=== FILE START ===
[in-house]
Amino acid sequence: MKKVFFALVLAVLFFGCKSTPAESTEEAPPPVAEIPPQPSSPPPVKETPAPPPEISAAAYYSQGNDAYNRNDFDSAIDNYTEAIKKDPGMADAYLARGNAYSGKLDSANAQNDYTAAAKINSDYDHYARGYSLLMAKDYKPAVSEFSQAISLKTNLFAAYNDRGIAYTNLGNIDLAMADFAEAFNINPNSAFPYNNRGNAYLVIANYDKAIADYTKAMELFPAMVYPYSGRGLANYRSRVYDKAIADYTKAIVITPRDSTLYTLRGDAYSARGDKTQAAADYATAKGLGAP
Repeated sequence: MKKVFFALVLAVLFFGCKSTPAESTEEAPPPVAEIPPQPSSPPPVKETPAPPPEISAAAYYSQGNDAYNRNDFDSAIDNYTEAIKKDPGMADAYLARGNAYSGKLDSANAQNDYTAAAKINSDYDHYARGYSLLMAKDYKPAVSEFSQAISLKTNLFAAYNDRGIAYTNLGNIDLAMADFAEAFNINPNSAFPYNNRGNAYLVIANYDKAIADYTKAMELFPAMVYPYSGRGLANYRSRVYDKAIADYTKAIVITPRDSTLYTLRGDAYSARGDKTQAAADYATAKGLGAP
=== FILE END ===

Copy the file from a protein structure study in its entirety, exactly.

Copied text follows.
[in-house]
Amino acid sequence: MKKVFFALVLAVLFFGCKSTPAESTEEAPPPVAEIPPQPSSPPPVKETPAPPPEISAAAYYSQGNDAYNRNDFDSAIDNYTEAIKKDPGMADAYLARGNAYSGKLDSANAQNDYTAAAKINSDYDHYARGYSLLMAKDYKPAVSEFSQAISLKTNLFAAYNDRGIAYTNLGNIDLAMADFAEAFNINPNSAFPYNNRGNAYLVIANYDKAIADYTKAMELFPAMVYPYSGRGLANYRSRVYDKAIADYTKAIVITPRDSTLYTLRGDAYSARGDKTQAAADYATAKGLGAP
Repeated sequence: MKKVFFALVLAVLFFGCKSTPAESTEEAPPPVAEIPPQPSSPPPVKETPAPPPEISAAAYYSQGNDAYNRNDFDSAIDNYTEAIKKDPGMADAYLARGNAYSGKLDSANAQNDYTAAAKINSDYDHYARGYSLLMAKDYKPAVSEFSQAISLKTNLFAAYNDRGIAYTNLGNIDLAMADFAEAFNINPNSAFPYNNRGNAYLVIANYDKAIADYTKAMELFPAMVYPYSGRGLANYRSRVYDKAIADYTKAIVITPRDSTLYTLRGDAYSARGDKTQAAADYATAKGLGAP